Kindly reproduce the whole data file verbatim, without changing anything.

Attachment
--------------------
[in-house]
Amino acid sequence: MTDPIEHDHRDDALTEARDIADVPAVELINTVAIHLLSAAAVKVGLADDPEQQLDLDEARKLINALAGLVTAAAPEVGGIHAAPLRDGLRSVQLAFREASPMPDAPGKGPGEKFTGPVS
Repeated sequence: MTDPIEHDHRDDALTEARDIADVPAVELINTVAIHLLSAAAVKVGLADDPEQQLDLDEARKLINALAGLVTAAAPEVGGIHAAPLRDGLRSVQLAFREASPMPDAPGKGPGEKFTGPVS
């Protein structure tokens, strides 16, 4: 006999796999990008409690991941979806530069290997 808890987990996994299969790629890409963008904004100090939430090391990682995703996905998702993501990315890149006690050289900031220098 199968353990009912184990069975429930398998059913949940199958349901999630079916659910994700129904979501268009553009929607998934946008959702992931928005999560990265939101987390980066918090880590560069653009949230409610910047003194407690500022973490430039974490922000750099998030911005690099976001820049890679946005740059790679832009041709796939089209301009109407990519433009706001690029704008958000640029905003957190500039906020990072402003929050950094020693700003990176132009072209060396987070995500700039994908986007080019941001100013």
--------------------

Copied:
[in-house]
Amino acid sequence: MTDPIEHDHRDDALTEARDIADVPAVELINTVAIHLLSAAAVKVGLADDPEQQLDLDEARKLINALAGLVTAAAPEVGGIHAAPLRDGLRSVQLAFREASPMPDAPGKGPGEKFTGPVS
Repeated sequence: MTDPIEHDHRDDALTEARDIADVPAVELINTVAIHLLSAAAVKVGLADDPEQQLDLDEARKLINALAGLVTAAAPEVGGIHAAPLRDGLRSVQLAFREASPMPDAPGKGPGEKFTGPVS
């Protein structure tokens, strides 16, 4: 006999796999990008409690991941979806530069290997 808890987990996994299969790629890409963008904004100090939430090391990682995703996905998702993501990315890149006690050289900031220098 199968353990009912184990069975429930398998059913949940199958349901999630079916659910994700129904979501268009553009929607998934946008959702992931928005999560990265939101987390980066918090880590560069653009949230409610910047003194407690500022973490430039974490922000750099998030911005690099976001820049890679946005740059790679832009041709796939089209301009109407990519433009706001690029704008958000640029905003957190500039906020990072402003929050950094020693700003990176132009072209060396987070995500700039994908986007080019941001100013």